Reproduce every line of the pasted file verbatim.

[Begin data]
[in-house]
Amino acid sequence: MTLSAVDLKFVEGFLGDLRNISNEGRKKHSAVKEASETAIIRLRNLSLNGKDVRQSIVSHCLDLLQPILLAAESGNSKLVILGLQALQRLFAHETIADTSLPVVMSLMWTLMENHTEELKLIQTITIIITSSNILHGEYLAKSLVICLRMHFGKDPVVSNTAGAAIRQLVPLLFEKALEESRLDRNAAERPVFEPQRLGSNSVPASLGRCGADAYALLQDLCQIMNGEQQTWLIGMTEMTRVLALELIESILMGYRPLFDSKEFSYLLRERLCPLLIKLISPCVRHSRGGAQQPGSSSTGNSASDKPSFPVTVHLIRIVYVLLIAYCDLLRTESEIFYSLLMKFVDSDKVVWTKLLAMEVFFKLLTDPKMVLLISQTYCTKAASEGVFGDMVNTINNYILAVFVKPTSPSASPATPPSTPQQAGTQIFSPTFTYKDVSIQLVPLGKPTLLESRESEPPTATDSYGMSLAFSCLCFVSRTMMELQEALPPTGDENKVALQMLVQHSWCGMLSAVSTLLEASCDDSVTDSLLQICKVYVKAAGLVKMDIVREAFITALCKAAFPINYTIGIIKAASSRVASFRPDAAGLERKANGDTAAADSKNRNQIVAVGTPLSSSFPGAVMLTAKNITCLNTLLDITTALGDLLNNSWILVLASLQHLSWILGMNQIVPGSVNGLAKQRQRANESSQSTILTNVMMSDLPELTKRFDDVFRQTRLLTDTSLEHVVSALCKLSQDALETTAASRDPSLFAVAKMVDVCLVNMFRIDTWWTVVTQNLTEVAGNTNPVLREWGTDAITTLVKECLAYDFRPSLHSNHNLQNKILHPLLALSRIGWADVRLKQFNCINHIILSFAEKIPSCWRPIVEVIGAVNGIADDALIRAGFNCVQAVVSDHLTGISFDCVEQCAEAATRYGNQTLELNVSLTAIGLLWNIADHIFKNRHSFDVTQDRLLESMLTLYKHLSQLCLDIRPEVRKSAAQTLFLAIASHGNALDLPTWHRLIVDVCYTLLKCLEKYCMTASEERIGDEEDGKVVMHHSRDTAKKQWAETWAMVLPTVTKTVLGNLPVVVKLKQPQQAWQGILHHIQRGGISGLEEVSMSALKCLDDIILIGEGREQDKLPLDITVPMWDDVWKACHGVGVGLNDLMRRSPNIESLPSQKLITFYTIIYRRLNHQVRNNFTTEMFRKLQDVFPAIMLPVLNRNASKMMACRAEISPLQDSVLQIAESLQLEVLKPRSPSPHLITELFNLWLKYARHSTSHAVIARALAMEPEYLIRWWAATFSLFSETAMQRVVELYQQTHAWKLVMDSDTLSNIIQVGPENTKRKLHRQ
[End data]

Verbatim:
[in-house]
Amino acid sequence: MTLSAVDLKFVEGFLGDLRNISNEGRKKHSAVKEASETAIIRLRNLSLNGKDVRQSIVSHCLDLLQPILLAAESGNSKLVILGLQALQRLFAHETIADTSLPVVMSLMWTLMENHTEELKLIQTITIIITSSNILHGEYLAKSLVICLRMHFGKDPVVSNTAGAAIRQLVPLLFEKALEESRLDRNAAERPVFEPQRLGSNSVPASLGRCGADAYALLQDLCQIMNGEQQTWLIGMTEMTRVLALELIESILMGYRPLFDSKEFSYLLRERLCPLLIKLISPCVRHSRGGAQQPGSSSTGNSASDKPSFPVTVHLIRIVYVLLIAYCDLLRTESEIFYSLLMKFVDSDKVVWTKLLAMEVFFKLLTDPKMVLLISQTYCTKAASEGVFGDMVNTINNYILAVFVKPTSPSASPATPPSTPQQAGTQIFSPTFTYKDVSIQLVPLGKPTLLESRESEPPTATDSYGMSLAFSCLCFVSRTMMELQEALPPTGDENKVALQMLVQHSWCGMLSAVSTLLEASCDDSVTDSLLQICKVYVKAAGLVKMDIVREAFITALCKAAFPINYTIGIIKAASSRVASFRPDAAGLERKANGDTAAADSKNRNQIVAVGTPLSSSFPGAVMLTAKNITCLNTLLDITTALGDLLNNSWILVLASLQHLSWILGMNQIVPGSVNGLAKQRQRANESSQSTILTNVMMSDLPELTKRFDDVFRQTRLLTDTSLEHVVSALCKLSQDALETTAASRDPSLFAVAKMVDVCLVNMFRIDTWWTVVTQNLTEVAGNTNPVLREWGTDAITTLVKECLAYDFRPSLHSNHNLQNKILHPLLALSRIGWADVRLKQFNCINHIILSFAEKIPSCWRPIVEVIGAVNGIADDALIRAGFNCVQAVVSDHLTGISFDCVEQCAEAATRYGNQTLELNVSLTAIGLLWNIADHIFKNRHSFDVTQDRLLESMLTLYKHLSQLCLDIRPEVRKSAAQTLFLAIASHGNALDLPTWHRLIVDVCYTLLKCLEKYCMTASEERIGDEEDGKVVMHHSRDTAKKQWAETWAMVLPTVTKTVLGNLPVVVKLKQPQQAWQGILHHIQRGGISGLEEVSMSALKCLDDIILIGEGREQDKLPLDITVPMWDDVWKACHGVGVGLNDLMRRSPNIESLPSQKLITFYTIIYRRLNHQVRNNFTTEMFRKLQDVFPAIMLPVLNRNASKMMACRAEISPLQDSVLQIAESLQLEVLKPRSPSPHLITELFNLWLKYARHSTSHAVIARALAMEPEYLIRWWAATFSLFSETAMQRVVELYQQTHAWKLVMDSDTLSNIIQVGPENTKRKLHRQ